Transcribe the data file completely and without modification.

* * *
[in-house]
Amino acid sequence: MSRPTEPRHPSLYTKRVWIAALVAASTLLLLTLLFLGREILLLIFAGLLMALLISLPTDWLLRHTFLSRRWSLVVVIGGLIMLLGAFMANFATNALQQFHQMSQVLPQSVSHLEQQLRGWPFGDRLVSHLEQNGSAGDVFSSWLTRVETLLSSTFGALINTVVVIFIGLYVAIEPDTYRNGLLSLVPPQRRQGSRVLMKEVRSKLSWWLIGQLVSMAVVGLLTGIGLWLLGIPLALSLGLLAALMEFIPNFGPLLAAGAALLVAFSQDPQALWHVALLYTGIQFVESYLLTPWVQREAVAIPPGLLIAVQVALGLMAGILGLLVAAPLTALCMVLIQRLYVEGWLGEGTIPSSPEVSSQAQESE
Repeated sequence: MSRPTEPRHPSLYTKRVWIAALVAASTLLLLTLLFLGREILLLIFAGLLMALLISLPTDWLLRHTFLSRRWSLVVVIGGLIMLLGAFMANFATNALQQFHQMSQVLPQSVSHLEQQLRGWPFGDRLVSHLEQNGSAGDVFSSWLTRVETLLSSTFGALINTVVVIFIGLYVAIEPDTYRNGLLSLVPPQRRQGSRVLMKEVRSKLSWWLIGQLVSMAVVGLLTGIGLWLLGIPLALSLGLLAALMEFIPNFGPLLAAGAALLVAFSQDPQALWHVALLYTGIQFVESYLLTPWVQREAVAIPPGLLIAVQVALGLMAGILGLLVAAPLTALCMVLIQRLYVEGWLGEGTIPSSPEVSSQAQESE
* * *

[in-house]
Amino acid sequence: MSRPTEPRHPSLYTKRVWIAALVAASTLLLLTLLFLGREILLLIFAGLLMALLISLPTDWLLRHTFLSRRWSLVVVIGGLIMLLGAFMANFATNALQQFHQMSQVLPQSVSHLEQQLRGWPFGDRLVSHLEQNGSAGDVFSSWLTRVETLLSSTFGALINTVVVIFIGLYVAIEPDTYRNGLLSLVPPQRRQGSRVLMKEVRSKLSWWLIGQLVSMAVVGLLTGIGLWLLGIPLALSLGLLAALMEFIPNFGPLLAAGAALLVAFSQDPQALWHVALLYTGIQFVESYLLTPWVQREAVAIPPGLLIAVQVALGLMAGILGLLVAAPLTALCMVLIQRLYVEGWLGEGTIPSSPEVSSQAQESE
Repeated sequence: MSRPTEPRHPSLYTKRVWIAALVAASTLLLLTLLFLGREILLLIFAGLLMALLISLPTDWLLRHTFLSRRWSLVVVIGGLIMLLGAFMANFATNALQQFHQMSQVLPQSVSHLEQQLRGWPFGDRLVSHLEQNGSAGDVFSSWLTRVETLLSSTFGALINTVVVIFIGLYVAIEPDTYRNGLLSLVPPQRRQGSRVLMKEVRSKLSWWLIGQLVSMAVVGLLTGIGLWLLGIPLALSLGLLAALMEFIPNFGPLLAAGAALLVAFSQDPQALWHVALLYTGIQFVESYLLTPWVQREAVAIPPGLLIAVQVALGLMAGILGLLVAAPLTALCMVLIQRLYVEGWLGEGTIPSSPEVSSQAQESE